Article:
7 E-Commerce Sins That Stop Customers Purchasing

  • Design, Technology
  • July 11, 2017
  • by Sam Graves
  • 6 minute read

In order to improve your e-commerce sales, it's important to know the common reasons why people don't buy. High cart abandonment rate and bounce rate with a low conversion rate? You may be committing one of the 7 e-commerce sins, find out which below.

1. Hidden Fees

Every online shopper has been there. After trawling through multiple pages and making a selection, being stung with an unreasonable delivery charge can seem an unfair surprise. By hiding costs that may be added on, there is a risk your brand and store may be viewed as dishonest. They key here is to ensure that shipping and any other charges on top of your product base price are shown as early on as possible.

On the first page of your store, make your delivery costs and offers clear. Many large e-commerce retailers have their shipping policy displayed on every page as a part of the template, no nasty surprises at checkout. Display any offers such as 'Free UK Shipping'. or 'Free Shipping' on orders over £X’ clearly, it’s likely to win you more fans!

A lack of transparency in the payment process can cause customers to bounce out at checkout. Check your store's analytics page to verify exactly where customers are leaving your store. 56% of shoppers said that being presented with unexpected costs is the reason they leave without completing their purchase. If your current dropout rate is similar, evaluate how your prices and charges are displayed.

2. Window Shoppers

This isn’t essentially a sin, however not capitalising on the opportunity is! Sometimes potential customers may just be sizing your store, maybe picking out a dream outfit and gauging the cost. But there are some ways you can turn this interest into future business.

Personalise the experience, with smart product recommendations based on visitor behaviour; what they looked at, what similar customers bought etc... Make it easy for people to discover things they might like. Ensure your website is enjoyable to use and follows usability best practices. Use a content-led approach to keep customers engaged, make blog content that is interesting, humorous or informative. Use a popup to capture email addresses, offering content or exclusive deals. This not only expands your marketing lists but gives you good call to gently remind your customer again about their abandoned cart.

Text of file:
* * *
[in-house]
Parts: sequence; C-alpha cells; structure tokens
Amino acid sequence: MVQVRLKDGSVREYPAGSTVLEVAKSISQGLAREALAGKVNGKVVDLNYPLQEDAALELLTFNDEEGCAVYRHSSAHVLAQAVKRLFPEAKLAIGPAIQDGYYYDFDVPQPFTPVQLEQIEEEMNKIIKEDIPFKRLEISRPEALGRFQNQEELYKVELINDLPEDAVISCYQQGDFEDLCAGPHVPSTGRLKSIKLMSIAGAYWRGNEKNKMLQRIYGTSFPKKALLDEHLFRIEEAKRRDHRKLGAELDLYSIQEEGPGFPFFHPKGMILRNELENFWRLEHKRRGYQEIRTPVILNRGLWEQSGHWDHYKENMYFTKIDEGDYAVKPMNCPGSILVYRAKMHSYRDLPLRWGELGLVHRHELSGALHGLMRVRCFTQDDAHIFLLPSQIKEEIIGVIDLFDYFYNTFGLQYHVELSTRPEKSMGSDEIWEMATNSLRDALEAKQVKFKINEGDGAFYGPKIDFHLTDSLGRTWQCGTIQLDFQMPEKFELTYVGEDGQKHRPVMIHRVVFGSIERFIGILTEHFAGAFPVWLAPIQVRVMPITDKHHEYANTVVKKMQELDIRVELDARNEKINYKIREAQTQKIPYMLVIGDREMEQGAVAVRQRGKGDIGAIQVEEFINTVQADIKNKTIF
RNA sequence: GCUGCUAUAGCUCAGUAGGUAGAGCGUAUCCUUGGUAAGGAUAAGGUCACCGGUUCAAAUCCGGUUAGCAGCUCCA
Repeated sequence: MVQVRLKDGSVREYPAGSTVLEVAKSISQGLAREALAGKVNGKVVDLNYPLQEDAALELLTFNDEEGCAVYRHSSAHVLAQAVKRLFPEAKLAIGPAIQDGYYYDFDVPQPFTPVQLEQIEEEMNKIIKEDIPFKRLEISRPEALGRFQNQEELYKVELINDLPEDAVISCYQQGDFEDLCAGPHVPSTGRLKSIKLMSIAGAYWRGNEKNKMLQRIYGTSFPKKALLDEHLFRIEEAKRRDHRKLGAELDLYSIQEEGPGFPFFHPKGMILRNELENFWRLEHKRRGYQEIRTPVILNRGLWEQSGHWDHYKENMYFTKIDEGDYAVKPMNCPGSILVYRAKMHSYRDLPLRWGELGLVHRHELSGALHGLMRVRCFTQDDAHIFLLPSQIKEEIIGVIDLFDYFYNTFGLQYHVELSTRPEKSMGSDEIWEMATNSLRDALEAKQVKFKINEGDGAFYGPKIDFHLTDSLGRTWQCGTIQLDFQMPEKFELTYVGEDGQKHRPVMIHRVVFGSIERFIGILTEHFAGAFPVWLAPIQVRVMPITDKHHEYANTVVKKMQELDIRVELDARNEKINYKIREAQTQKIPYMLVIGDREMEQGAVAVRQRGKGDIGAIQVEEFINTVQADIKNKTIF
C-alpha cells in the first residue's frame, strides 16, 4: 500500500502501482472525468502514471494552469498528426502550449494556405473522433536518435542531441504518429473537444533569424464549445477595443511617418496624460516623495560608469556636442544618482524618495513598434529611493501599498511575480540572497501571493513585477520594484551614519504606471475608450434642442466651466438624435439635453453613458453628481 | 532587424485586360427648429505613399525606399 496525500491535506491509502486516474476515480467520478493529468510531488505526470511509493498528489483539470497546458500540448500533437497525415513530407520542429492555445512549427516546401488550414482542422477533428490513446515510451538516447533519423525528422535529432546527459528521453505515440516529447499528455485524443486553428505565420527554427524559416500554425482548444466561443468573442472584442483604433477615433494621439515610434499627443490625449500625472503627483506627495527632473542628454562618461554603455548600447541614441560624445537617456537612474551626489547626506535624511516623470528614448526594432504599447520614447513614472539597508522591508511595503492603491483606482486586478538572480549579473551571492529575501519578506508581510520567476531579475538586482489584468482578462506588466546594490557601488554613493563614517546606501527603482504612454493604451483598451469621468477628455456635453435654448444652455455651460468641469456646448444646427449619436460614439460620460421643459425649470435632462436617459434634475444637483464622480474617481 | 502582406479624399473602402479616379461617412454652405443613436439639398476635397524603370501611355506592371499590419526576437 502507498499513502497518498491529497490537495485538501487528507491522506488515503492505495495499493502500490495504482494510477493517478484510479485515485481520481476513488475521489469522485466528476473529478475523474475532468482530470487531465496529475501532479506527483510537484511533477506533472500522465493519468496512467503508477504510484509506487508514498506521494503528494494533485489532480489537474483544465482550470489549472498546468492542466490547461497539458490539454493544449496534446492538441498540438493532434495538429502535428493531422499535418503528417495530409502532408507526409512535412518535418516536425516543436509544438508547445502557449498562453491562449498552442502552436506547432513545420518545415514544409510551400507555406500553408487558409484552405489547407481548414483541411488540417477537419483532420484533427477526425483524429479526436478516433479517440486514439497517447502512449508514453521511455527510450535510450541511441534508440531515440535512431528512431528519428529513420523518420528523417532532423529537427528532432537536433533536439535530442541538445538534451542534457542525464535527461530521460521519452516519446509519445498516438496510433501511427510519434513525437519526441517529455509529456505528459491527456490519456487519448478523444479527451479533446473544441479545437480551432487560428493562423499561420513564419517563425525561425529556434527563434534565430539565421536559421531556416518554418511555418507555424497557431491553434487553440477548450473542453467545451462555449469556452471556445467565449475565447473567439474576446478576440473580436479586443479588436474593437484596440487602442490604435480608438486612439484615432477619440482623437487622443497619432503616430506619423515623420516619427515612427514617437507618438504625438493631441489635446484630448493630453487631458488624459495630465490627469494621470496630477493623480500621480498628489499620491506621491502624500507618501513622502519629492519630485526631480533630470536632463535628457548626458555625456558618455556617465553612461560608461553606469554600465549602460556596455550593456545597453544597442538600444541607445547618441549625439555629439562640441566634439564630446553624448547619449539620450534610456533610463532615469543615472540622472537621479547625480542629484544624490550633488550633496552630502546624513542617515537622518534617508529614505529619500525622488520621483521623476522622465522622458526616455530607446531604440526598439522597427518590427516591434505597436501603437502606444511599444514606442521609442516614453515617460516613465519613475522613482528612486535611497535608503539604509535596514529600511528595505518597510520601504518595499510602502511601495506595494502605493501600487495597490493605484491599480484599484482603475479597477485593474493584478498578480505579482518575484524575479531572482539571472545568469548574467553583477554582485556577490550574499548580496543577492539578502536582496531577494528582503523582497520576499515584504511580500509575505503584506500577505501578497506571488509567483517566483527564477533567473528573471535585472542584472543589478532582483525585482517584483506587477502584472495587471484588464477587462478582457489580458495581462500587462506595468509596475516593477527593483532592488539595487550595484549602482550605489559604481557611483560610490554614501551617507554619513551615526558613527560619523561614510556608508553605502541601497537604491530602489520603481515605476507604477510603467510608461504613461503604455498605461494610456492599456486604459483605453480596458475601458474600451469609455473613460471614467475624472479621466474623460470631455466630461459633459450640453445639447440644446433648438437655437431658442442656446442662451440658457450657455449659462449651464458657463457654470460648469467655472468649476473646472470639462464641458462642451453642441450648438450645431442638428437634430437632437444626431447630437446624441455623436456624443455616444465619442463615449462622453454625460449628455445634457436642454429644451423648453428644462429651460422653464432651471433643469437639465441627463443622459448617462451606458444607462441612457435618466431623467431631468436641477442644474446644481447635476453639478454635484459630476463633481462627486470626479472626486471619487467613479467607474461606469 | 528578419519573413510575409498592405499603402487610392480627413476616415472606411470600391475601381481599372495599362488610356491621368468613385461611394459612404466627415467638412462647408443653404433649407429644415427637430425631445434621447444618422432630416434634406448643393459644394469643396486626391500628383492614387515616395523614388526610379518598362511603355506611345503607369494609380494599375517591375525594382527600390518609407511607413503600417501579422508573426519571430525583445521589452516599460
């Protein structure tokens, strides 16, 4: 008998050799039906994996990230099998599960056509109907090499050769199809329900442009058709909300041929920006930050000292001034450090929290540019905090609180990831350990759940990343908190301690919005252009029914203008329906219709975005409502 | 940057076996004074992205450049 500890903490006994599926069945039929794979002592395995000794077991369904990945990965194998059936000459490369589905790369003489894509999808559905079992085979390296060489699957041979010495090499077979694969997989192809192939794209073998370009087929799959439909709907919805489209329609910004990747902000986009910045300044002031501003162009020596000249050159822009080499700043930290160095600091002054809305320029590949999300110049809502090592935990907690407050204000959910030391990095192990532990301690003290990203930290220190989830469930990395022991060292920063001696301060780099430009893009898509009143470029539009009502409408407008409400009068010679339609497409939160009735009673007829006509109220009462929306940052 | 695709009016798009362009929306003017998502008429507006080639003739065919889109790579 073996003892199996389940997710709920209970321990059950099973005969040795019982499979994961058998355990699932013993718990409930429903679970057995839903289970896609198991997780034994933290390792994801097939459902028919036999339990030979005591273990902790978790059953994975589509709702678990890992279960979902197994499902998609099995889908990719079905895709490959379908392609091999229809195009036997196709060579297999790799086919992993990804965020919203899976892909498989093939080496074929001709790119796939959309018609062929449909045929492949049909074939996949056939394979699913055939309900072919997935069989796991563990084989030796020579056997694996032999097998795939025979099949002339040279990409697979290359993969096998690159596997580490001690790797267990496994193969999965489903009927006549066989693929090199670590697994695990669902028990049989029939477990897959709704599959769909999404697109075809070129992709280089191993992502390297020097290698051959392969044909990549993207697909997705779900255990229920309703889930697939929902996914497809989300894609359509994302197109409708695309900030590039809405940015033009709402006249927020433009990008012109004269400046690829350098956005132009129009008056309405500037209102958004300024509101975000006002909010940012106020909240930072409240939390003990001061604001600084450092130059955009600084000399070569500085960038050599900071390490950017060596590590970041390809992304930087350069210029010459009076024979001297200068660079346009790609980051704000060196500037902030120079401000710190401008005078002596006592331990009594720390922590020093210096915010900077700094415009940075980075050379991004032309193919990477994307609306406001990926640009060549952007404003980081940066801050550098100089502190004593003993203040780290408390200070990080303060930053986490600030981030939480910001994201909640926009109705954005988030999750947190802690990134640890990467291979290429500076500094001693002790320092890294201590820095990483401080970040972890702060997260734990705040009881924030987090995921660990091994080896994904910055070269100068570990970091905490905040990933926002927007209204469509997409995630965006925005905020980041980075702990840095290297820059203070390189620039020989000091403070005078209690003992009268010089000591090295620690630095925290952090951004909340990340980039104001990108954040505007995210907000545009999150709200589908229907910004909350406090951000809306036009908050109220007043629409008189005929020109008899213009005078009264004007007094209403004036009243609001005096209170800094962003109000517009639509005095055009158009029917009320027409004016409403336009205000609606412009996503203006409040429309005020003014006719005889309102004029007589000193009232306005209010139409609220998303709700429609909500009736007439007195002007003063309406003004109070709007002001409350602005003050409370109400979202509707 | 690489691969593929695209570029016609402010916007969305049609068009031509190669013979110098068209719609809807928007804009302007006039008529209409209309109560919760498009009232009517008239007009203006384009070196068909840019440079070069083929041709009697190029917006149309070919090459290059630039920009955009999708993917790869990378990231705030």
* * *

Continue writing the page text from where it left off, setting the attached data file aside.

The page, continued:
3. Hard to navigate

Once people have selected what they want to buy, make it easy for them to checkout! Your shopping bag and checkout process should be short and easy to navigate. A top tip is to sit with a friend and watch them use your store, can they find everything they need easily? If customers can’t find what they need they will bounce from your store, and likely to a competitor. Search bars are an important factor here, as is a simple purchase process, preferably no more than 3 steps. Consider allowing a guest checkout option. What you lose in data you’ll more than make for in additional sales.

Also remember that customers have small attention spans. It’s not unusual for users to be engaged with 3 different screens whilst shopping (TV, mobile and laptop). However tempting it is to offer multiple upsell offers at checkout, newsletter signups or lead generation articles, try to resist distracting your customer too much during the checkout process.

4. No reviews or recommendations

As good as your marketing copy and product photography may be, customers will seek out peer reviews for education and information about you product. This can range to true fit sizing, durability, even customer service. Studies show that 88% of consumers trust online reviews as much as personal recommendations.

Consumers want to make the right decision when parting with their hard earned cash, and product reviews are a key part of this decision-making process. And make sure you use real reviews, from customers who have purchased the product. You may even consider using a light incentive for customers to leave reviews, such as a percentage of the next purchase. This can be invaluable, especially if you are just starting out.